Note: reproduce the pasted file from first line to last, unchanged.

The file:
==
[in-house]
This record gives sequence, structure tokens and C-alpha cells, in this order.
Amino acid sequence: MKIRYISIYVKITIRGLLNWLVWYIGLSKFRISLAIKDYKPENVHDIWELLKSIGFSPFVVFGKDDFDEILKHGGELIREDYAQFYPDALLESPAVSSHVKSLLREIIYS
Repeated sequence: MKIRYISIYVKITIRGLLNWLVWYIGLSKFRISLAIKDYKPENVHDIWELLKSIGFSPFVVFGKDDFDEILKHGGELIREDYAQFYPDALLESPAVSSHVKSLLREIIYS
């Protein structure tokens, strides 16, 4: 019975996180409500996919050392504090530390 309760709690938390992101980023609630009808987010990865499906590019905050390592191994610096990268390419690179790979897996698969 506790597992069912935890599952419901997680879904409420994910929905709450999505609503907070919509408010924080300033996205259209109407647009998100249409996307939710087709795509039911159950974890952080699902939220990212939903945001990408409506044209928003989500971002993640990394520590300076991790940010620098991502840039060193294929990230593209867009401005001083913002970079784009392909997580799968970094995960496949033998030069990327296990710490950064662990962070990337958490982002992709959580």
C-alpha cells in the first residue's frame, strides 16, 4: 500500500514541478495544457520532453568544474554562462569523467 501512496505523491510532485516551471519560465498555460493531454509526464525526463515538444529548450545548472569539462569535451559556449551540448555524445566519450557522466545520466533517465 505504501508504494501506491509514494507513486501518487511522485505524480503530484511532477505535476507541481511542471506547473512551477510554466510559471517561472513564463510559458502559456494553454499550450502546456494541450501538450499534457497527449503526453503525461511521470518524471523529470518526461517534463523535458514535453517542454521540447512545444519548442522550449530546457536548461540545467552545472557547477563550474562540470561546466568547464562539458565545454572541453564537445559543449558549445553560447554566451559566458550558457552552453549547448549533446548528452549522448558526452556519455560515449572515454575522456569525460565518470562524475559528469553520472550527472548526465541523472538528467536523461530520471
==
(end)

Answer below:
[in-house]
This record gives sequence, structure tokens and C-alpha cells, in this order.
Amino acid sequence: MKIRYISIYVKITIRGLLNWLVWYIGLSKFRISLAIKDYKPENVHDIWELLKSIGFSPFVVFGKDDFDEILKHGGELIREDYAQFYPDALLESPAVSSHVKSLLREIIYS
Repeated sequence: MKIRYISIYVKITIRGLLNWLVWYIGLSKFRISLAIKDYKPENVHDIWELLKSIGFSPFVVFGKDDFDEILKHGGELIREDYAQFYPDALLESPAVSSHVKSLLREIIYS
């Protein structure tokens, strides 16, 4: 019975996180409500996919050392504090530390 309760709690938390992101980023609630009808987010990865499906590019905050390592191994610096990268390419690179790979897996698969 506790597992069912935890599952419901997680879904409420994910929905709450999505609503907070919509408010924080300033996205259209109407647009998100249409996307939710087709795509039911159950974890952080699902939220990212939903945001990408409506044209928003989500971002993640990394520590300076991790940010620098991502840039060193294929990230593209867009401005001083913002970079784009392909997580799968970094995960496949033998030069990327296990710490950064662990962070990337958490982002992709959580």
C-alpha cells in the first residue's frame, strides 16, 4: 500500500514541478495544457520532453568544474554562462569523467 501512496505523491510532485516551471519560465498555460493531454509526464525526463515538444529548450545548472569539462569535451559556449551540448555524445566519450557522466545520466533517465 505504501508504494501506491509514494507513486501518487511522485505524480503530484511532477505535476507541481511542471506547473512551477510554466510559471517561472513564463510559458502559456494553454499550450502546456494541450501538450499534457497527449503526453503525461511521470518524471523529470518526461517534463523535458514535453517542454521540447512545444519548442522550449530546457536548461540545467552545472557547477563550474562540470561546466568547464562539458565545454572541453564537445559543449558549445553560447554566451559566458550558457552552453549547448549533446548528452549522448558526452556519455560515449572515454575522456569525460565518470562524475559528469553520472550527472548526465541523472538528467536523461530520471